Beloved Anaheim Police K-9 Bruno Dies - NBC Southern California

Beloved Anaheim Police K-9 Bruno Dies

"Bruno was a warrior to the end and we will never forget OUR HERO!" a Facebook post announcing the K-9's death says

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    Beloved Police K-9 Bruno Dies

    Bruno, the lovable Anaheim police hero pooch, died from complications after being shot in the line of duty. Vikki Vargas reports for the NBC4 News at 5 p.m. on Wednesday, May 18, 2016. (Published Wednesday, May 18, 2016)

    An Anaheim police K-9 that was shot in the line of duty more than two years ago has died.

    Bruno, who was shot by a probationer during a SWAT standoff in March 2014, died just before 6 a.m. Wednesday with his handler by his side, according to a post on the Friends of the Anaheim Police K-9 Association's Facebook page.

    "It's with heavy hearts we announce the passing of K-9 Bruno at approximately 0555 hours this morning," the post said.

    The Anaheim Police Department said the German Shepherd died of complications from the wounds he suffered in the shooting. When Bruno was shot, a bullet struck and shattered his lower jaw and re-entered his chest, missing his heart by less than an inch and striking a lung.

    "He died in line of duty," Officer Mike Dohmann said. "He protected us and the department and my partners. Essentially he deserved everything we did for him."

    Bruno underwent emergency surgery Saturday night and was unable to recover. His organs began failing early Wednesday and "the difficult decision was made to end his suffering," police said.

    Police K-9 Bruno Officially RetiresPolice K-9 Bruno Officially Retires

    A six-year veteran of the Anaheim Police Department, police K-9 Bruno retired during a special ceremony held at an Anaheim City Council meeting on Tuesday, May 13, 2014. The beloved dog officially retired from service after a nearly two-month-long recovery from being shot while on duty.
    (Published Tuesday, May 13, 2014)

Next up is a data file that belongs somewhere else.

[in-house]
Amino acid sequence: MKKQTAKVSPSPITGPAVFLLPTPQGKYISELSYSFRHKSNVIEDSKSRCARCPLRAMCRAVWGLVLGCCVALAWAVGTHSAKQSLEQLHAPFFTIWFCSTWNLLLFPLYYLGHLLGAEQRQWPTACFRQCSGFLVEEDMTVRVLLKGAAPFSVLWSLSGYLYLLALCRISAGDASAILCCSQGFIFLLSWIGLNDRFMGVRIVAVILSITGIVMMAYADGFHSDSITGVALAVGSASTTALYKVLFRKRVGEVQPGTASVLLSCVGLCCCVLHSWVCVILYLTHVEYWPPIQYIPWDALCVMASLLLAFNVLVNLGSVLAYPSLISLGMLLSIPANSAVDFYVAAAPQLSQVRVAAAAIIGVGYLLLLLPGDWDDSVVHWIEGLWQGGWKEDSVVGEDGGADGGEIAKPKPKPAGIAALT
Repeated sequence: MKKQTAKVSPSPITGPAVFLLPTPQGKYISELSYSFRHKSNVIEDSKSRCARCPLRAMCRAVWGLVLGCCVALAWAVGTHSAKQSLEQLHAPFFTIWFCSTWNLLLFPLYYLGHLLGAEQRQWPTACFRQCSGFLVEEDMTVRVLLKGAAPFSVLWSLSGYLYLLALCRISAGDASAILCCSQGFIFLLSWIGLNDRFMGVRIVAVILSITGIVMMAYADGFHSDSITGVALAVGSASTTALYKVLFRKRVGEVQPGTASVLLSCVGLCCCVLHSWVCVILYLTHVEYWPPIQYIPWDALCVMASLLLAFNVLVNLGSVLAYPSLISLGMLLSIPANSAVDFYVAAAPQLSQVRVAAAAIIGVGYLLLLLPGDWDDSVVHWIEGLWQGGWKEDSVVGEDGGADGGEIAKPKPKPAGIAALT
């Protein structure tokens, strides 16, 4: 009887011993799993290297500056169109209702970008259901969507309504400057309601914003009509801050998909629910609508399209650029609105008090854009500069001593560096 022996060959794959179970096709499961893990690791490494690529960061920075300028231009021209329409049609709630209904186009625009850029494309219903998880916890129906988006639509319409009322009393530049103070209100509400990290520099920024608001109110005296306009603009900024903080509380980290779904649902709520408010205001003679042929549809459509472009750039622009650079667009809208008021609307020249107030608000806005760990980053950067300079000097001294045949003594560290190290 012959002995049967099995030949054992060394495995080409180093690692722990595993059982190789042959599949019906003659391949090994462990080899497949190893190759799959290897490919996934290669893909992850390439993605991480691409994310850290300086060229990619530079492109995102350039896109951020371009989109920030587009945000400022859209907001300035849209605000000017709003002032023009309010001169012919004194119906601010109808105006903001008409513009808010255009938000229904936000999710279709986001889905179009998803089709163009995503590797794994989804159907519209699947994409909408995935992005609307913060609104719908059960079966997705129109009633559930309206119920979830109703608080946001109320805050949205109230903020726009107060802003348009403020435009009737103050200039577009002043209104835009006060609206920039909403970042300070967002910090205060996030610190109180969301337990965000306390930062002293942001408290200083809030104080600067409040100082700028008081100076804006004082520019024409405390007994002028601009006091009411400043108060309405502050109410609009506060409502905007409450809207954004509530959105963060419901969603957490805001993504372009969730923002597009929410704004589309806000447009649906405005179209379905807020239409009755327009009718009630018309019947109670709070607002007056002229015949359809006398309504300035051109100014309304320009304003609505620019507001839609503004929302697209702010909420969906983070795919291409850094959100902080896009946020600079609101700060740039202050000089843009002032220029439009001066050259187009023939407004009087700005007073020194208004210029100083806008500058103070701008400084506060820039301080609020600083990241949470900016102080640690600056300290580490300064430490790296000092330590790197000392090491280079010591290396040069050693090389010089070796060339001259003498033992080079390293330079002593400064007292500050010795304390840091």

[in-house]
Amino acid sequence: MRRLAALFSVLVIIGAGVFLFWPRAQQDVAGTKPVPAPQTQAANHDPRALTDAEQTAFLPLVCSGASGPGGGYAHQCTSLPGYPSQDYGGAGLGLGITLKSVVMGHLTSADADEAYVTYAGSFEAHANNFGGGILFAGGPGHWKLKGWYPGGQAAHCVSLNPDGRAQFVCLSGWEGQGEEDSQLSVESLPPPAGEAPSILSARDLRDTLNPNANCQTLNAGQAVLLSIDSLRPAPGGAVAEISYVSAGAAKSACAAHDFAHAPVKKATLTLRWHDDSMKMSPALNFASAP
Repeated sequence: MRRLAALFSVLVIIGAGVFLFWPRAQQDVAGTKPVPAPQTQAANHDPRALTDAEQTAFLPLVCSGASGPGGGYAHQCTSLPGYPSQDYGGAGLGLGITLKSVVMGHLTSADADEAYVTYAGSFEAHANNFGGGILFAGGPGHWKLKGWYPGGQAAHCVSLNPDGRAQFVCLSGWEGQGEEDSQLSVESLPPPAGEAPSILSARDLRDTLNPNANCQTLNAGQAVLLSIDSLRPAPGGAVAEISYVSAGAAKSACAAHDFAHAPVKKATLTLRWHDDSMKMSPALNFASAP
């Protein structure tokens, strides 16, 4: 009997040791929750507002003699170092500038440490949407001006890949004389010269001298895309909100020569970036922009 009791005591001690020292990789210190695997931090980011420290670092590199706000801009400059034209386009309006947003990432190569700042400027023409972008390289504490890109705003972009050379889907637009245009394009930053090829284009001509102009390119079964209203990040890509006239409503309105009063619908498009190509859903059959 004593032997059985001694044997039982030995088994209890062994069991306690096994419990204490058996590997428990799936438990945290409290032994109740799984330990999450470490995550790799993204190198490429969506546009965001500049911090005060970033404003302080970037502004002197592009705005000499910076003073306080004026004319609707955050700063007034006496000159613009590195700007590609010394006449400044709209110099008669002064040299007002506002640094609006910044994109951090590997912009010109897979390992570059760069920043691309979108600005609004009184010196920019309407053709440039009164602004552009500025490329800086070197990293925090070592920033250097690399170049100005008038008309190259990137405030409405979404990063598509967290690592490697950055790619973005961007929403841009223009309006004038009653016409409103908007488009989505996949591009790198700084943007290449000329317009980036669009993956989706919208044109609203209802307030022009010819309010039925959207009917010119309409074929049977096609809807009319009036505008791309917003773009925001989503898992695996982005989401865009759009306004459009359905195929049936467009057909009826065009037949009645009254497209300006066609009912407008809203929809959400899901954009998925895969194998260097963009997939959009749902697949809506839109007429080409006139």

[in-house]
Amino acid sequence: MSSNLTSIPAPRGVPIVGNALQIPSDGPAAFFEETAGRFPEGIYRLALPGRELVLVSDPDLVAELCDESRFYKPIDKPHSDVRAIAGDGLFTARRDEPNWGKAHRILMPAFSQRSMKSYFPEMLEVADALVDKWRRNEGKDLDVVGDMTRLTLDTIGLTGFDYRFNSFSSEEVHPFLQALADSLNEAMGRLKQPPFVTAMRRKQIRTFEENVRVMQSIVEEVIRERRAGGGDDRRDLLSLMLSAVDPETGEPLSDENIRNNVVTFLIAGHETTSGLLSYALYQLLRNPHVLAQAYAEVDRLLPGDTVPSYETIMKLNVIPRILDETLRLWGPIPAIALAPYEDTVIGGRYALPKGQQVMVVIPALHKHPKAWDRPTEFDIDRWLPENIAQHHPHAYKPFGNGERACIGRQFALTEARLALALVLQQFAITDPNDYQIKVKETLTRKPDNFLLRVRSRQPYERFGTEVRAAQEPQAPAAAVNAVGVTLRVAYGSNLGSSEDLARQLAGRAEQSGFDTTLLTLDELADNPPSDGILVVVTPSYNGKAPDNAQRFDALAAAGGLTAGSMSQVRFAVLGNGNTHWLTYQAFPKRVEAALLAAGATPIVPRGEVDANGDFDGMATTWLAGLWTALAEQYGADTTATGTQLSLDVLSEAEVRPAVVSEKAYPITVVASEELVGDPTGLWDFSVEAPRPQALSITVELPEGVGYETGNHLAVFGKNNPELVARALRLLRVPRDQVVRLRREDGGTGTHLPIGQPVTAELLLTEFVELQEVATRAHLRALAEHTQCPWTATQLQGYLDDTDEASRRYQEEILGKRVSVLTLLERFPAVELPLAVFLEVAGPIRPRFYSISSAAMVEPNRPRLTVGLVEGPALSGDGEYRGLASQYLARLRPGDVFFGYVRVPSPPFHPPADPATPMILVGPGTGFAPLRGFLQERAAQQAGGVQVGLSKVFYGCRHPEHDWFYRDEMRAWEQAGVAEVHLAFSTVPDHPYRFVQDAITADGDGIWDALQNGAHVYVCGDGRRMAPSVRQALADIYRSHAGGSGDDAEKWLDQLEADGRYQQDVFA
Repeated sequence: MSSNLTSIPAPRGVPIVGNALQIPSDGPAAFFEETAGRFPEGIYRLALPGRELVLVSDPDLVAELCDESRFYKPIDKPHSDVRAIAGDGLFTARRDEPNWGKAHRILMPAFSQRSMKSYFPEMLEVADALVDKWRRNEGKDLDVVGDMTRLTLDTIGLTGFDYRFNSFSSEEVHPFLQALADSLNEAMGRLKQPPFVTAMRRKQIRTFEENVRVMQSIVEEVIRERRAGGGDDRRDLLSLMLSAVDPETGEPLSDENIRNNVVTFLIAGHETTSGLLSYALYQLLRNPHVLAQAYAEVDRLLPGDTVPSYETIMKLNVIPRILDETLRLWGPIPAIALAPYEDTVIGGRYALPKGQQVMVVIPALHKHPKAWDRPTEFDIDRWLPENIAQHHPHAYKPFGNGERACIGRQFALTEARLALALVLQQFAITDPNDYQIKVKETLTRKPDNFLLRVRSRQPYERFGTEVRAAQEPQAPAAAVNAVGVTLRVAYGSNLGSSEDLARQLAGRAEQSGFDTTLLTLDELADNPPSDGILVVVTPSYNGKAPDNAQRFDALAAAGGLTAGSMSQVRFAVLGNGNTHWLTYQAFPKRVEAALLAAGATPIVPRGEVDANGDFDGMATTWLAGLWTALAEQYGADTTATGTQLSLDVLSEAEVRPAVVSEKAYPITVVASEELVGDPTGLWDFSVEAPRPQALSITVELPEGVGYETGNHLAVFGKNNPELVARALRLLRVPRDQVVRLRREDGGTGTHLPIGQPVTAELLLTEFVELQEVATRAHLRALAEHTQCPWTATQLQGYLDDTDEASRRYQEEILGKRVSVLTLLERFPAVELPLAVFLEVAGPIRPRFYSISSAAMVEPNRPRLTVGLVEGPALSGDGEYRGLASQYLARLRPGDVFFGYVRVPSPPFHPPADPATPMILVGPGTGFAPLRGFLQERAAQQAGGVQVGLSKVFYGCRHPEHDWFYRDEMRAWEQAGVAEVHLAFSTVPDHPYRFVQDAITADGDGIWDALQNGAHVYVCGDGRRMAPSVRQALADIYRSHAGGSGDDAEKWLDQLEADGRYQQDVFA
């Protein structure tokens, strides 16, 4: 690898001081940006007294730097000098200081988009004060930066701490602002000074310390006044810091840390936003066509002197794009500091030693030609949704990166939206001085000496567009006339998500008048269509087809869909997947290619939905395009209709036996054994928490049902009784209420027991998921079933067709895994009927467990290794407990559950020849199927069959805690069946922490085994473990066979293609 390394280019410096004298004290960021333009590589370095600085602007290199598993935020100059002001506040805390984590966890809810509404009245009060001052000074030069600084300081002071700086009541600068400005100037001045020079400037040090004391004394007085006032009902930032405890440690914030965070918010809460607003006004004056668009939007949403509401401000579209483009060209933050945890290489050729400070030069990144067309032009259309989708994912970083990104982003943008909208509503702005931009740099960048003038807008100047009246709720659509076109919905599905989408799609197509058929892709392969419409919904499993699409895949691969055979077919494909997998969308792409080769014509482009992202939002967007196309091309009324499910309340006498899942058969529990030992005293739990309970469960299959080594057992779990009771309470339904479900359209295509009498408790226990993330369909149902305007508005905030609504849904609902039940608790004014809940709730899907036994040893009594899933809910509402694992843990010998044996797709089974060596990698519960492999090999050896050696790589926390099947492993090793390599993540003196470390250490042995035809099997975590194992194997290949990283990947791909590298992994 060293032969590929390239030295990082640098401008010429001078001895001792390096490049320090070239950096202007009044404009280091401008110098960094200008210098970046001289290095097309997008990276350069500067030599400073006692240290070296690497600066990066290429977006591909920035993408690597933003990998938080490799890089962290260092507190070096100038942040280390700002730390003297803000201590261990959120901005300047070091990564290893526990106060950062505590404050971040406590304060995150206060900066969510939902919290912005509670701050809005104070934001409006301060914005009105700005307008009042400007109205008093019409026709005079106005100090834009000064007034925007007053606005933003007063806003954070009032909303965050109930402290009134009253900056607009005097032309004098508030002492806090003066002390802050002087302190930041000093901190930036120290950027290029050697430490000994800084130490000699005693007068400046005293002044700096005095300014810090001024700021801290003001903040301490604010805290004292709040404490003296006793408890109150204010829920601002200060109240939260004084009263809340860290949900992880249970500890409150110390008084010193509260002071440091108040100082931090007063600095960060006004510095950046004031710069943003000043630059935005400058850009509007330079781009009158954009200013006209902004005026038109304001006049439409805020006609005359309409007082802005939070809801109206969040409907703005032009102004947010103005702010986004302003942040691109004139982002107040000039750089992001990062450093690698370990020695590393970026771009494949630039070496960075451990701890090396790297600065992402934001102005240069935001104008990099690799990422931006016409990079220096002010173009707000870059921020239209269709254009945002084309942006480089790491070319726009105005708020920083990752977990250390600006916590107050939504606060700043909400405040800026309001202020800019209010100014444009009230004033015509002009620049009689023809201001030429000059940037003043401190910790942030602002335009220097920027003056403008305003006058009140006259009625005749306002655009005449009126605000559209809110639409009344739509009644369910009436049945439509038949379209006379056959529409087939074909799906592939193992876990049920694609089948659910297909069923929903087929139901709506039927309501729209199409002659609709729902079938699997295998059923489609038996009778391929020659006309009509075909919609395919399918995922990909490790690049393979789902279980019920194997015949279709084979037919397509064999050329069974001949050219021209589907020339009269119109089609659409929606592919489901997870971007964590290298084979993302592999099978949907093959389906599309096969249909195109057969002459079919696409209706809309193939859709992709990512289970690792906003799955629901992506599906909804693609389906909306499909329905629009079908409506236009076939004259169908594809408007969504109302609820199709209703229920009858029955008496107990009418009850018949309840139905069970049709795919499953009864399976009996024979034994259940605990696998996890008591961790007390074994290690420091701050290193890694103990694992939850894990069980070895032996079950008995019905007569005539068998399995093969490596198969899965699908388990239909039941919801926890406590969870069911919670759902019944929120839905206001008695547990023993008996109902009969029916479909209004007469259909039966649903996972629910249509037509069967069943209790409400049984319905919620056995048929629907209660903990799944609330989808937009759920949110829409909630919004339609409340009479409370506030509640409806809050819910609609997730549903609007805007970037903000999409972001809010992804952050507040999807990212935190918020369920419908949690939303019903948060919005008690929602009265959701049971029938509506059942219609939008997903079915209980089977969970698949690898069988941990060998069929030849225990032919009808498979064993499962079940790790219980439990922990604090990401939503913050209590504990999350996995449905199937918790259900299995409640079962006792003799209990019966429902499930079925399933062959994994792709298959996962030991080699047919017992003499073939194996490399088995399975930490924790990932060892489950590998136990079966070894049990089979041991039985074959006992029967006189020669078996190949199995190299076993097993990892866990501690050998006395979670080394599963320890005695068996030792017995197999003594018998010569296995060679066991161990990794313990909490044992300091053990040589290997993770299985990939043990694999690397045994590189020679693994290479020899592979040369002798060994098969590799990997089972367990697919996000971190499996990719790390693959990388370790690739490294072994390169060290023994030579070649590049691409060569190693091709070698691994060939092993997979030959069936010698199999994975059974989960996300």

A loyal partner to Officer RJ Young, Bruno was credited with protecting the lives of three police officers on the day he was shot.

    "These dogs know exactly what you're feeling at all times. These emotions...everything travels down that leash," Dohmann said.

    Veterinarians at Yorba Regional Animal Hospital removed half of Bruno's left lung and rebuilt the bottom of his jaw. He had to learn how to eat again.

    "You're just used to seeing this big, strong 95-pound meathead of a dog, so to see him kind of down and out like that was the toughest," Young said.

    After serving six years with the Anaheim Police Department, Bruno was retired during a ceremony in May 2014.

    The injuries ended Bruno's career, but a new life with his family was just beginning.

    "He's definitely a full-time baby sitter, that's his thing now," Young said three months after the dog's retirement.

    "Bruno was a warrior to the end and we will never forget OUR HERO!" the Facebook post says. "Rest well 26K2; we know you will be vigilantly watching over RJ and the rest of us from Heaven."

    SoCal Police Dogs on the JobSoCal Police Dogs on the Job

    Young and his family had been out of town at a wedding when they learned Bruno had taken a turn. They flew back from the East Coast, but when their plane was delayed in Tuscon, Young drove to the animal hospital and arrived at 4 a.m. Funeral services are pending.

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